Imagine a ferris wheel that is at and angle and the cars can swing outward. Get that in your mind and you have Paratroopers. A ride that travels at a good speed and is very fun for everyone.
For those of you that love to go to Lagoon in sandals please note that you will not be allowed on this ride. Toes must be protected by your shoes and no amount of reasoning with the operator will allow you to get on if you have open-toed footwear.
In Salem, Oregon during the Great Depression, aviator and mechanic Lee Eyerly was building pilot training devices that were so thrilling, they quickly gained more popularity at fairs and carnivals than at flight schools. Frank Hrubetz (pronounced with a silent ‘H’), fresh from Oregon State College with a degree in mechanical engineering, was hired as Eyerly Aircraft Company’s chief engineer. Eyerly shifted his company’s focus to producing amusement rides. After several years of working with Eyerly and helping to develop some its most popular rides, Hrubetz began his own amusement ride business.
Frank Hrubetz & Company was founded in 1939. One of their first creations was the Spitfire, which some believe was based on the Eyerly Fly-O-Plane. Spitfire had small planes that could be tilted side to side or into a full roll by the riders as they spun around on a slanted wheel.¹ Twenty years later in 1959, Hrubetz introduced the Paratrooper and advertised it as a “new version” of the Spitfire. Parachute-like gondolas replaced the planes, but otherwise they were so similar, owners of Spitfire rides could buy a kit to convert their Spitfire into a Paratrooper. Hrubetz became one of the most successful ride manufacturers in the world in the ’60s and ’70s and produced a variety of rides until a few years after its founder’s death in 1987.
Lagoon’s Paratrooper opened as one of their “6 Super Surprises in 66″ along with the Haunted Shack and an updated bumper car ride called Auto Skooters. Opening weekend featured an exhibition by real paratroopers from Hill Air Force Base and six sky diving Easter bunnies.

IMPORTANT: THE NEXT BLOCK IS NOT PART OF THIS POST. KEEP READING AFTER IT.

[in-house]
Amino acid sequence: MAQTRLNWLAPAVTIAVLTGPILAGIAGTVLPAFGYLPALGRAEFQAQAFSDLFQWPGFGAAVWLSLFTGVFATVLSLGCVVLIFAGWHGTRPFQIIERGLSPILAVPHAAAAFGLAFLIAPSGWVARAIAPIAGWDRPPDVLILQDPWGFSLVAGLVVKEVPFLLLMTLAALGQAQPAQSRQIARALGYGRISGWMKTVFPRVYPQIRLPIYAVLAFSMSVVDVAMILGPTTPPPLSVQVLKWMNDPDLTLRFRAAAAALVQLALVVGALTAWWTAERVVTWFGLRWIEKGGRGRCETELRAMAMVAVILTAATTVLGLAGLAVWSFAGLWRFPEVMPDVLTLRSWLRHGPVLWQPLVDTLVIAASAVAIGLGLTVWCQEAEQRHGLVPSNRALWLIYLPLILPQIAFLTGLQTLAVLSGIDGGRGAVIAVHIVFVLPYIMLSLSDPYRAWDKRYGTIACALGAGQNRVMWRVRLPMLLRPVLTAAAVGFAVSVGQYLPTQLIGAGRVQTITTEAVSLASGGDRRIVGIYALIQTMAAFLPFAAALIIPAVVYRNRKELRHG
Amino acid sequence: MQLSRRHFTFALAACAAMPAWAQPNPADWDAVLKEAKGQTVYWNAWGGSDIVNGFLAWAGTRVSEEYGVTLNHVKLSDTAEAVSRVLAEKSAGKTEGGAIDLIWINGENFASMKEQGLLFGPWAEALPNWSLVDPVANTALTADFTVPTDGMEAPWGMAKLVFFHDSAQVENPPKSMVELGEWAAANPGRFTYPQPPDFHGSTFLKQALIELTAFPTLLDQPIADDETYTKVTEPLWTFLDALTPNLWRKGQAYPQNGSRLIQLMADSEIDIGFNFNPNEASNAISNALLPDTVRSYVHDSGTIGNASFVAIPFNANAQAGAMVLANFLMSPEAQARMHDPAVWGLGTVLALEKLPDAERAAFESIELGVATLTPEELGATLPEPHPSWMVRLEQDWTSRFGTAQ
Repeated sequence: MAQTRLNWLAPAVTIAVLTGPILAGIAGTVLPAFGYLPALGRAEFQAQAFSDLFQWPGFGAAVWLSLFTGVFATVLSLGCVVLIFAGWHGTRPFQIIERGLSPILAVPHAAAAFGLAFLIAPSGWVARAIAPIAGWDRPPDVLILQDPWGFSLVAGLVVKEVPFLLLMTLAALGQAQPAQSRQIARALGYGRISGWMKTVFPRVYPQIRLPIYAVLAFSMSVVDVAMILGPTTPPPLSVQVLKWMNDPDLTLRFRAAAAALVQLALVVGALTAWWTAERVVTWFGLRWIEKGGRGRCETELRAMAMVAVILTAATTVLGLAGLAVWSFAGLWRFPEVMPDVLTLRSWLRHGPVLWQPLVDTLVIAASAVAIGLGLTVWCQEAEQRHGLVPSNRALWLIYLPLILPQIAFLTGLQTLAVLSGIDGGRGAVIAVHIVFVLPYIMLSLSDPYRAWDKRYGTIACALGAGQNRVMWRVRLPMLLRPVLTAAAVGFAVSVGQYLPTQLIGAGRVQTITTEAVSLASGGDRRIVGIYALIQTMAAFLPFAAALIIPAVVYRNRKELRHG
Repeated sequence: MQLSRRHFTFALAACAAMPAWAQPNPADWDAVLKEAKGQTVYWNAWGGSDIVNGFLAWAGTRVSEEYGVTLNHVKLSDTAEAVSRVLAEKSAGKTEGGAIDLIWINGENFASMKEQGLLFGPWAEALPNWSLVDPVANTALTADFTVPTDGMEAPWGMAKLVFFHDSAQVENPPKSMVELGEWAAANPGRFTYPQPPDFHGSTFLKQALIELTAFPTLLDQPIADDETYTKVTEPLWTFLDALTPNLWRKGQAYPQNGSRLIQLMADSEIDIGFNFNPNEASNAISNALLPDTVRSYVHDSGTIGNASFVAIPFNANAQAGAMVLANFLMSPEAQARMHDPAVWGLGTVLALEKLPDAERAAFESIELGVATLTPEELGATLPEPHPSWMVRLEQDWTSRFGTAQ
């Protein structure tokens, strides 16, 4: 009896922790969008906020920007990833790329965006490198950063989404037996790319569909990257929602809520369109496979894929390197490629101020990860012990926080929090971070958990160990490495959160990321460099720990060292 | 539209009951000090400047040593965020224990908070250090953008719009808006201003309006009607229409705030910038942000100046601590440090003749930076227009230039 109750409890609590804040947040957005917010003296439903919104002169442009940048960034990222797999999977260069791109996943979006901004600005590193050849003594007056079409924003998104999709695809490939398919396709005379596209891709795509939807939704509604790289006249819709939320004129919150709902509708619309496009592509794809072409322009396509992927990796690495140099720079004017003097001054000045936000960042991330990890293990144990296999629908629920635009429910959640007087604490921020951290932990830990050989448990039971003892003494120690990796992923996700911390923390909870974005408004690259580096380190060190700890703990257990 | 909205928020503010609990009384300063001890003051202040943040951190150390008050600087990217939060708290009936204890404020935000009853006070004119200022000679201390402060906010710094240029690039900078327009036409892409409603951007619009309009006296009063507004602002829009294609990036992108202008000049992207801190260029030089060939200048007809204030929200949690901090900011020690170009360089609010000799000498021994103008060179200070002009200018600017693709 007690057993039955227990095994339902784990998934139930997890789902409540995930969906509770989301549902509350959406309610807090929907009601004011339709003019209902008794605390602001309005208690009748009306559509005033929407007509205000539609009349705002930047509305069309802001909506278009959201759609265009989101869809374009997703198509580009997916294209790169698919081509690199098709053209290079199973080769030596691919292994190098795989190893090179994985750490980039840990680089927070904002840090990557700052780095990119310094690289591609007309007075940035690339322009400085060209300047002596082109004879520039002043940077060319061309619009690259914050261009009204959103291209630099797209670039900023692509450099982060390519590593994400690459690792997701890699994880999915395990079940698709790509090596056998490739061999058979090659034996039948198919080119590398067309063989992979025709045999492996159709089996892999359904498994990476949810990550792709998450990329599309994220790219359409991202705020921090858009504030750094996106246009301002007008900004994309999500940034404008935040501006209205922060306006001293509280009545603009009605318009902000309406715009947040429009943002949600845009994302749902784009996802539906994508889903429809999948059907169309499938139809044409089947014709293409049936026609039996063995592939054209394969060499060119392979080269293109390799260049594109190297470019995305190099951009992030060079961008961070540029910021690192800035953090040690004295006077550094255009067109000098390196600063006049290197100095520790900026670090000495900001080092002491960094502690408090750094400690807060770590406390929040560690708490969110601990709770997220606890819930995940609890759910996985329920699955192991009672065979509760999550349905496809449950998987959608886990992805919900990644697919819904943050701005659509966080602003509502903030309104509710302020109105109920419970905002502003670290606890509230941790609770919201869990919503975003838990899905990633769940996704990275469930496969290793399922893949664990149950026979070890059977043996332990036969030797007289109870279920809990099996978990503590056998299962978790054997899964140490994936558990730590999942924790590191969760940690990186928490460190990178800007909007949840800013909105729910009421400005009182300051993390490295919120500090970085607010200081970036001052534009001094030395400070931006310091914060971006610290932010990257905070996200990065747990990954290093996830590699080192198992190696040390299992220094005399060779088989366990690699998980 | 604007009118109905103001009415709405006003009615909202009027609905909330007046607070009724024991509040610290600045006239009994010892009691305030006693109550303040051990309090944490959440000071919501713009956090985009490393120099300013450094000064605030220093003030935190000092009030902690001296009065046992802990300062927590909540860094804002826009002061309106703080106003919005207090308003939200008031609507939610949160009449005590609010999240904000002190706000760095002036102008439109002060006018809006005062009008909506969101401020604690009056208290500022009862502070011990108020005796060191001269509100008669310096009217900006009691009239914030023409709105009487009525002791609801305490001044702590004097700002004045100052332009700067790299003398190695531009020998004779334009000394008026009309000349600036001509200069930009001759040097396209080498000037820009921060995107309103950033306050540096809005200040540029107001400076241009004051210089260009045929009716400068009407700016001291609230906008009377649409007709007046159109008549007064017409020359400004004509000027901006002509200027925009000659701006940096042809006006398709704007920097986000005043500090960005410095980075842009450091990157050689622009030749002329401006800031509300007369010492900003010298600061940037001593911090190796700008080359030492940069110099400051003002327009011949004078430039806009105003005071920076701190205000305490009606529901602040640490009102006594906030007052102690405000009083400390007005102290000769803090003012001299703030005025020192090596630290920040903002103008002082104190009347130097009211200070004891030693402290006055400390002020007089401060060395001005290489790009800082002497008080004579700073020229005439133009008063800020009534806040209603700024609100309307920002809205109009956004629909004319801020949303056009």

The original location of Paratrooper at Lagoon was possibly on the South Midway, just south of where Wild Mouse is now. This is where it’s shown in a 1972 aerial photograph of the park. The New Wilder Wild Mouse (the wooden predecessor to the current Wild Mouse) opened next to it in 1973. In the early 1980s the Midway was extended from this point to the west and Paratrooper was turned diagonally on the corner about where the Shooting Waters and 3-Point Challenge games are today. It was around 1986 or ’87 when it was moved to its current location on the North Midway.
This Paratrooper is a standard ground unit as opposed to a trailer-mounted model used at traveling carnivals. Some have said it used to be painted orange and white and that the current blue and yellow color scheme has been used since it was moved to the North Midway. One definite change are the graphics on the back of the seats which were last changed in the ’90s.
Lagoon had one other Hrubetz ride around the late ’60s to early ’70s called Satellite (a Hrubetz Roundup) which some remember being where Boomerang now stands.
Paratrooper is often overlooked and forgotten as guests pass by on their way to more popular rides like Samurai or The Rocket. Maybe they’re distracted by people being launched on Catapult on the other side of the Midway or they just don’t see the queue hidden behind the fairly large bushes. Some may just pass it up because of the slow-moving line and long ride time due to the fact that only two gondolas can load simultaneously.² But Paratrooper is an American-made classic that has been well-maintained at Lagoon for many decades. It’s still stimulating to get the brief sensation of jumping out of a plane and experience what thrill rides were like before towering steel coasters became commonplace.